14. Guven, Cahit & Lee, Wang-Sheng, 2011. "Height and Cognitive Function among Older Europeans: Do People from "Tall" Countries Have Superior Cognitive Abilities?," IZA Discussion Papers 6210, Institute for the Study of Labor (IZA).
    15. Asadul Islam & Paul Raschky & Russell Smyth, 2017. "The Long-Term Health Effects of Mass Political Violence: Evidence from China’s Cultural Revolution," Social Indicators Research: An International and Interdisciplinary Journal for Quality-of-Life Measurement, Springer, vol. 132(1), pages 257-272, May.
    16. James P. Smith & John J. McArdle & Robert Willis, 2010. "Financial Decision Making and Cognition in a Family Context," Economic Journal, Royal Economic Society, vol. 120(548), pages 363-380, November.
    17. Chen, Wen-Yi, 2016. "On the relationship between economic conditions around the time of birth and late life cognitive abilities: Evidence from Taiwan," Economics & Human Biology, Elsevier, vol. 22(C), pages 126-139.
    18. James P. Smith & John J. McArdle & Robert Willis, 2010. "Financial Decision Making and Cognition in a Family Context," Economic Journal, Royal Economic Society, vol. 120(548), pages 363-380, November.

    More about this item

    Keywords

    long-run effects; health; cognitive functioning; business cycle; bereavement; developmental origins; retirement; dementia;

    JEL classification:

    • I12 - Health, Education, and Welfare - - Health - - - Health Behavior
    • I10 - Health, Education, and Welfare - - Health - - - General
    • J14 - Labor and Demographic Economics - - Demographic Economics - - - Economics of the Elderly; Economics of the Handicapped; Non-Labor Market Discrimination
    • E32 - Macroeconomics and Monetary Economics - - Prices, Business Fluctuations, and Cycles - - - Business Fluctuations; Cycles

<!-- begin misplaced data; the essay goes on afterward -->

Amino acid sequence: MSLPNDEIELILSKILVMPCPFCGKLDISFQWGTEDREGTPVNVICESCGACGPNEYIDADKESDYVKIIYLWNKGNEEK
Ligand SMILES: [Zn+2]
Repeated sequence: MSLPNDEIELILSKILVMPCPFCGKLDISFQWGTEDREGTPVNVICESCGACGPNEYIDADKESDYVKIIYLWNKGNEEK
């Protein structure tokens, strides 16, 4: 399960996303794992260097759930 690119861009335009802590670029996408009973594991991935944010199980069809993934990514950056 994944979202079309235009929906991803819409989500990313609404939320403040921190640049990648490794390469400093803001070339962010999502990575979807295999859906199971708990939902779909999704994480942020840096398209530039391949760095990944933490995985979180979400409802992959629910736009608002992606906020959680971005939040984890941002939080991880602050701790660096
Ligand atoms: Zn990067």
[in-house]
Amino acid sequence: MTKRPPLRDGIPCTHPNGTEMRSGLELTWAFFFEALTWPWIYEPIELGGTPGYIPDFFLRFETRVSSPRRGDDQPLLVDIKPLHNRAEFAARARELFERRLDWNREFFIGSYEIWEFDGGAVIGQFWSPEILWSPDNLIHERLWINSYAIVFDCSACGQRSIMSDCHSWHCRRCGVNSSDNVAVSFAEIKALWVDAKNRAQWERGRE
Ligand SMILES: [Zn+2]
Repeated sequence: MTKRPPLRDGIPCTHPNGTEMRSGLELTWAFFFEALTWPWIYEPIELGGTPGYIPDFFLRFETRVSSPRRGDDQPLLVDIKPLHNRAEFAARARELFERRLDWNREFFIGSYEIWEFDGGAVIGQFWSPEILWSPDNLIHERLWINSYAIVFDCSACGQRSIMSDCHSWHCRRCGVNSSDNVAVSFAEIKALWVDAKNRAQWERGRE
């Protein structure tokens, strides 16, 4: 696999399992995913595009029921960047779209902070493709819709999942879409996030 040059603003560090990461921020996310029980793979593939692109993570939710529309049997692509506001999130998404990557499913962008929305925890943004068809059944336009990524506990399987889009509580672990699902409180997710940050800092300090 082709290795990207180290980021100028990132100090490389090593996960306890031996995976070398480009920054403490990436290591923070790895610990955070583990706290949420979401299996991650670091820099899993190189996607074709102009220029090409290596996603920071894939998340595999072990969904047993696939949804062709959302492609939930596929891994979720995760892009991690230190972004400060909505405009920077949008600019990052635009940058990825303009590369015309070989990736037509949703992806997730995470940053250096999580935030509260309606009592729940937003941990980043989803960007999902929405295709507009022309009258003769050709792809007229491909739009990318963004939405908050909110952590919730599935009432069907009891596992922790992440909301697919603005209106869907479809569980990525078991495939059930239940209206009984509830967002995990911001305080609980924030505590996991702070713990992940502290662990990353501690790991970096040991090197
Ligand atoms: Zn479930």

NEP fields

    This paper has been announced in the following NEP Reports:

    Statistics

    Access and download statistics

    Corrections

    All material on this site has been provided by the respective publishers and authors. You can help correct errors and omissions. When requesting a correction, please mention this item's handle: RePEc:iza:izadps:dp4780. See general information about how to correct material in RePEc.

    For technical questions regarding this item, or to correct its authors, title, abstract, bibliographic or download information, contact: (Mark Fallak). General contact details of provider: http://www.iza.org .

    If you have authored this item and are not yet registered with RePEc, we encourage you to do it here. This allows to link your profile to this item. It also allows you to accept potential citations to this item that we are uncertain about.

    If CitEc recognized a reference but did not link an item in RePEc to it, you can help with this form .

    If you know of missing items citing this one, you can help us creating those links by adding the relevant references in the same way as above, for each refering item. If you are a registered author of this item, you may also want to check the "citations" tab in your RePEc Author Service profile, as there may be some citations waiting for confirmation.

    Please note that corrections may take a couple of weeks to filter through the various RePEc services.

    IDEAS is a RePEc service hosted by the Research Division of the Federal Reserve Bank of St. Louis . RePEc uses bibliographic data supplied by the respective publishers.